N.B. Liberals clash with government over lack of stimulus spending

Coronavirus outbreak: Debate underway over how N.B. should help businesses
WATCH ABOVE: Many businesses have been struggling due to COVID-19 pandemic, and now there is a debate over how the province should help businesses recover from the pandemic. Silas Brown reports.

New Brunswick’s response to the novel coronavirus pandemic has mostly taken place behind closed doors through meetings of the all-party cabinet committee on COVID-19, but this week the debate was brought to the floor of the legislature.

The brief return of New Brunswick’s house of government laid bare the differing opinions on the role government should play in helping businesses recover from the impact of the pandemic.

From the Opposition benches, the Liberals spent virtually all of their allotted time in question period asking the government when more aid will come from the provincial government.

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“Small and medium sized businesses are hurting now. They’re having a cash flow issue, working capital issue,” Dieppe MLA Roger Melanson said on Tuesday.

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“When is this minister and this government going to come up with a real plan for investing in this economy so we can stimulate the economy and get back to a normal healthy economy like we all deserve?”

The retort from the government bench through the week was that the recovery effort is centred around allowing businesses to open and begin producing revenue, not additional spending coming from provincial coffers.

“Mr Speaker, the biggest opportunity of all is actually getting people back up and working and actually doing it faster and quicker than most,” Premier Blaine Higgs said Tuesday.

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It’s a fundamental political divide that is not new in New Brunswick: the Liberals want to see stimulus dollars going out the door and the Progressive Conservatives want to create an environment where the private sector can rebound on its own.

But according to one Fredericton restaurant owner, it’s going to take a touch of both approaches to save businesses moving forward.

Mike Babineau says being able to reopen is critical for businesses that spent almost two months closed. He says the more the government does to protect the borders and allow life to return to something more closely resembling normal, the better businesses will do.

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READ MORE: New Brunswick legislature adjourns as at least 3 MLAs return home after new coronavirus cases

Financial help would still be appreciated, however.

“We need more help, I mean, there really needs to be some financial support from the government, and loans just aren’t it,” Babineau said.

“Loans are great for the people who have the cash to pay them back, but really it’s just pushing the closure a little bit further down the road.”

For restaurants and other businesses in the hospitality sector, busy summers are necessary to make up for the chill in business that comes with the winter. This summer most will lose revenue as they see less tourists and have to cut capacity to abide by social distancing rules.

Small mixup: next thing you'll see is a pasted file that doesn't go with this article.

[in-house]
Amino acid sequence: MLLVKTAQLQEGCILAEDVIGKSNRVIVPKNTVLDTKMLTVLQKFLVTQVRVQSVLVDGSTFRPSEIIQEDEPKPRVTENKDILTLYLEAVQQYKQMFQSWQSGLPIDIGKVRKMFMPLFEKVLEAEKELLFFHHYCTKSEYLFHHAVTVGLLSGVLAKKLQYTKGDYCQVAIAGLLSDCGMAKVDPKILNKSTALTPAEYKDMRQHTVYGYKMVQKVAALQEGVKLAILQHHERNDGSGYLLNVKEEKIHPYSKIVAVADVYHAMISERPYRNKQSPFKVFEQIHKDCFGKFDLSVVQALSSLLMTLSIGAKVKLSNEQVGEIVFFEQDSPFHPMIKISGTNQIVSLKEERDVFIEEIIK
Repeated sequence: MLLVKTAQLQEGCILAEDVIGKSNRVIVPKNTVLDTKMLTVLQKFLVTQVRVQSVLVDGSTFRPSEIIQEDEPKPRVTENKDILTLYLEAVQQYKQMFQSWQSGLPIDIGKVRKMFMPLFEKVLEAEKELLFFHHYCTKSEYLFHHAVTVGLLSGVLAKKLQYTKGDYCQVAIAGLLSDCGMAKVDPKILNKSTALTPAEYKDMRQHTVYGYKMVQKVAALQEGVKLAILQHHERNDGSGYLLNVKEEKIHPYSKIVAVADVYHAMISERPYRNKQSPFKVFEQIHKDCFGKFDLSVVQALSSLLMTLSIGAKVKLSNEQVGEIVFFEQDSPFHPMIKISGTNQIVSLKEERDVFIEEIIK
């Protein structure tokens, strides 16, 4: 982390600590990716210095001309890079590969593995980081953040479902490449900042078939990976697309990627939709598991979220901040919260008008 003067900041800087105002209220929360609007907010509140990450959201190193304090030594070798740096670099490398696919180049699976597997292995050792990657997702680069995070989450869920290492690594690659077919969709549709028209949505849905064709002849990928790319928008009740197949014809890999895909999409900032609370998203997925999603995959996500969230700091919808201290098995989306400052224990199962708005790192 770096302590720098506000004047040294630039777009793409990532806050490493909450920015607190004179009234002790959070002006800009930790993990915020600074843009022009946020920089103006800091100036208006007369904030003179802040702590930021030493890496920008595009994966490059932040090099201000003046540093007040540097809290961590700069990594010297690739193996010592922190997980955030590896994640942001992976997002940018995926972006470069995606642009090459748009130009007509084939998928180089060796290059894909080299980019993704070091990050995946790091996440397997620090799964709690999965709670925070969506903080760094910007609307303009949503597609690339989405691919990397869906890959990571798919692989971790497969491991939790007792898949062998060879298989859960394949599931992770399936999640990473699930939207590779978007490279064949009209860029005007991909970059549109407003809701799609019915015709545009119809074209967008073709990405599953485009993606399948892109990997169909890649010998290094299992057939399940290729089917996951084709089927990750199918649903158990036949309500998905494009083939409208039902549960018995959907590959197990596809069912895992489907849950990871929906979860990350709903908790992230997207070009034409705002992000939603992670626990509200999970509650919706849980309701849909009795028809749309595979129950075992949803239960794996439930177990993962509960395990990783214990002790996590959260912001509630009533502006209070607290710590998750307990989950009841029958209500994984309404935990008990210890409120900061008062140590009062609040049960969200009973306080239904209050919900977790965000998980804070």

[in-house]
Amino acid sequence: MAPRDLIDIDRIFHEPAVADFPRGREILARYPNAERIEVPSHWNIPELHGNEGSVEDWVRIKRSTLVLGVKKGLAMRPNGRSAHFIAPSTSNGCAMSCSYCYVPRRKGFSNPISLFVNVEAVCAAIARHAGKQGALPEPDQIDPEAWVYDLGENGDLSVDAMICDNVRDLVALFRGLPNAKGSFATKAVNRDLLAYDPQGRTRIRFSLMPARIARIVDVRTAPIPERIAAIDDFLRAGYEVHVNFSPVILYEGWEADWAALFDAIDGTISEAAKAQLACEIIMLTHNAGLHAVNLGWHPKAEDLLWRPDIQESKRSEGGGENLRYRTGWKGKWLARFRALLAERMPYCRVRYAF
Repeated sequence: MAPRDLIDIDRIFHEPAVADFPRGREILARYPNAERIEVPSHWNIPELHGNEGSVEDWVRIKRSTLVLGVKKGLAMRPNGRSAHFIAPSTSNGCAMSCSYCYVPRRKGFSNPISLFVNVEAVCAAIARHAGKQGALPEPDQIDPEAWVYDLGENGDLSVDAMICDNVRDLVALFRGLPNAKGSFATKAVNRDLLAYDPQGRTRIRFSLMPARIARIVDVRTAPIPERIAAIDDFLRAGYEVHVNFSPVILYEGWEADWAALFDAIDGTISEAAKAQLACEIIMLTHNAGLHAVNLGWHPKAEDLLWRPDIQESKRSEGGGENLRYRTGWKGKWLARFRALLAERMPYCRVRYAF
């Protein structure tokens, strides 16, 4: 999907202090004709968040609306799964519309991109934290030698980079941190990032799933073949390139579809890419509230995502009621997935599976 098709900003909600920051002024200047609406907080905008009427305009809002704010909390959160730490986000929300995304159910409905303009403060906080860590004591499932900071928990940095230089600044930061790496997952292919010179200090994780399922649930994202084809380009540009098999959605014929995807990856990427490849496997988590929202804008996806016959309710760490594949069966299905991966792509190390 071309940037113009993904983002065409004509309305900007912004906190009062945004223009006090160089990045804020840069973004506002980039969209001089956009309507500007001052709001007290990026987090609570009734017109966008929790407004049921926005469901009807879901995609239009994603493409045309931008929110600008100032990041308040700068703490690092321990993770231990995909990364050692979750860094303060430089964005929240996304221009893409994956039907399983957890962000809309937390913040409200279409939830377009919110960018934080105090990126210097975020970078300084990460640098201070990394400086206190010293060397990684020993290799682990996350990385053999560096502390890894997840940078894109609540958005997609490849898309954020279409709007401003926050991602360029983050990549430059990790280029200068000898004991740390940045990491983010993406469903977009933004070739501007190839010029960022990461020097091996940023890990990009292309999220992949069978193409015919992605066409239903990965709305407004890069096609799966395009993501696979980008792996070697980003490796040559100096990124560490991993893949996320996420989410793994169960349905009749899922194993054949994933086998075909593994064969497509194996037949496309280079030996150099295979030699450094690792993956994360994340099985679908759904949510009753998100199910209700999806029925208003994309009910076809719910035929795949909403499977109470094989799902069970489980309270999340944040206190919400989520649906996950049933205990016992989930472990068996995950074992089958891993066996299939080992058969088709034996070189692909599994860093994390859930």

For Babineau, just being open is fine in the short-term, even with the extra staffing and cleaning costs he’s incurring, but as the fall comes, some sort of help could be needed.

“I like to think very positively in it that we’re going to come through this OK, at least this wave, at least this summer. But I am worried about the fall.”

READ MORE: Coronavirus: 1 new case, Campbellton region transitioning back to Orange level

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When it comes to direct aid the province has mostly deferred to Ottawa. But the province has made $50 million in loans for small, medium and large businesses, waived late penalties on property tax payments as well as interest and principal payments on some existing loans.

According to the official Opposition, that’s not enough.

“New Brunswick has done the least of any province in Canada as far as investing to help small businesses survive,” said Liberal Leader Kevin Vickers, referring to a report from the Bank of Nova Scotia.

Vickers nodded to former prime minister Stephen Harper and finance minister Jim Flaherty, who spent billions in the wake of the 2008 recession to try and stimulate the economy.

But the idea of deficit spending is not so popular with Premier Higgs, who has preached fiscal prudence in the face of a provincial deficit that is now forecast at almost $300 million.

“But I think that we always lose sight, and that’s always been an issue that we’ve had back and forth between the members opposite and ourselves,” Higgs said in question period earlier this week.

“It’s about how we get people up and running in a sustainable manner and how do we help those that need help, not how do we spend as much money as possible and whether it gets results or not is irrelevant.”

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